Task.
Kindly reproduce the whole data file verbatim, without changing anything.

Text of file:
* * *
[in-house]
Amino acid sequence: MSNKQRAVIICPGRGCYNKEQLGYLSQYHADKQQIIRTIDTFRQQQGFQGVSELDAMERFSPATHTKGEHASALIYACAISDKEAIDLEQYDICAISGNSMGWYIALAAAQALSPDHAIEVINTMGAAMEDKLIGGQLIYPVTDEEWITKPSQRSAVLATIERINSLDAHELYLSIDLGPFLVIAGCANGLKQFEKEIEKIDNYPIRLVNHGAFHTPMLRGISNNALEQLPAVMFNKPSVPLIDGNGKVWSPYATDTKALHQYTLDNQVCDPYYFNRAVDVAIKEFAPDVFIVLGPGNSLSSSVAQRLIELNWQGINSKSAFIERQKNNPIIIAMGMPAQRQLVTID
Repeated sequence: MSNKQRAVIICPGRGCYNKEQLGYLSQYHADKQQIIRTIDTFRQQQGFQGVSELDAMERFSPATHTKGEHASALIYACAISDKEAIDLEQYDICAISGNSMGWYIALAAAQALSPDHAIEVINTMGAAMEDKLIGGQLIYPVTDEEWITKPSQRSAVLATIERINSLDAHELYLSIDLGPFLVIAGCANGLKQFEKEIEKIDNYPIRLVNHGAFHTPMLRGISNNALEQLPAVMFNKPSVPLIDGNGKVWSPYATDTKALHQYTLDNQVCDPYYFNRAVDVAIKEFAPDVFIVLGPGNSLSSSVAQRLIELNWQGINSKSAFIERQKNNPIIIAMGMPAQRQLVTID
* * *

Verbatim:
[in-house]
Amino acid sequence: MSNKQRAVIICPGRGCYNKEQLGYLSQYHADKQQIIRTIDTFRQQQGFQGVSELDAMERFSPATHTKGEHASALIYACAISDKEAIDLEQYDICAISGNSMGWYIALAAAQALSPDHAIEVINTMGAAMEDKLIGGQLIYPVTDEEWITKPSQRSAVLATIERINSLDAHELYLSIDLGPFLVIAGCANGLKQFEKEIEKIDNYPIRLVNHGAFHTPMLRGISNNALEQLPAVMFNKPSVPLIDGNGKVWSPYATDTKALHQYTLDNQVCDPYYFNRAVDVAIKEFAPDVFIVLGPGNSLSSSVAQRLIELNWQGINSKSAFIERQKNNPIIIAMGMPAQRQLVTID
Repeated sequence: MSNKQRAVIICPGRGCYNKEQLGYLSQYHADKQQIIRTIDTFRQQQGFQGVSELDAMERFSPATHTKGEHASALIYACAISDKEAIDLEQYDICAISGNSMGWYIALAAAQALSPDHAIEVINTMGAAMEDKLIGGQLIYPVTDEEWITKPSQRSAVLATIERINSLDAHELYLSIDLGPFLVIAGCANGLKQFEKEIEKIDNYPIRLVNHGAFHTPMLRGISNNALEQLPAVMFNKPSVPLIDGNGKVWSPYATDTKALHQYTLDNQVCDPYYFNRAVDVAIKEFAPDVFIVLGPGNSLSSSVAQRLIELNWQGINSKSAFIERQKNNPIIIAMGMPAQRQLVTID